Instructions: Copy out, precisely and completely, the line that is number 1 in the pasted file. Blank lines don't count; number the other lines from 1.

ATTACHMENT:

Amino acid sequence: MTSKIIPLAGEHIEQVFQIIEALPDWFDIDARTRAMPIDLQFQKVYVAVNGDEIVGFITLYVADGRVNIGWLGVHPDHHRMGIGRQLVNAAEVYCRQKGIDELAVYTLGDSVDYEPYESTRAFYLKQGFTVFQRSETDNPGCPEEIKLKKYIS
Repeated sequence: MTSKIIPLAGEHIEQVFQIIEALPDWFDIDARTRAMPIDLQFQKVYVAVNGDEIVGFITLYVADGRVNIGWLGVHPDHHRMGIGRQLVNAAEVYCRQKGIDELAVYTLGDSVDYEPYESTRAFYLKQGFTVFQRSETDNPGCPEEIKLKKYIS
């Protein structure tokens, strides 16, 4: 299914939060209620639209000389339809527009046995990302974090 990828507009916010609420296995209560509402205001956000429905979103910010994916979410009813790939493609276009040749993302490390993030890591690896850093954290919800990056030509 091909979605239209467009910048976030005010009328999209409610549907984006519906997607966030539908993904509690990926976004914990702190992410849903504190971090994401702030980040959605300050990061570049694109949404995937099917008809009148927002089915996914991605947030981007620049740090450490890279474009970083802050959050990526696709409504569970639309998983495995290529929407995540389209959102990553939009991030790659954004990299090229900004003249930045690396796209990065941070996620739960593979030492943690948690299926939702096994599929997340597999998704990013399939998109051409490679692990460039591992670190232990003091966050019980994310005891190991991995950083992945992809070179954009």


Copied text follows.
Amino acid sequence: MTSKIIPLAGEHIEQVFQIIEALPDWFDIDARTRAMPIDLQFQKVYVAVNGDEIVGFITLYVADGRVNIGWLGVHPDHHRMGIGRQLVNAAEVYCRQKGIDELAVYTLGDSVDYEPYESTRAFYLKQGFTVFQRSETDNPGCPEEIKLKKYIS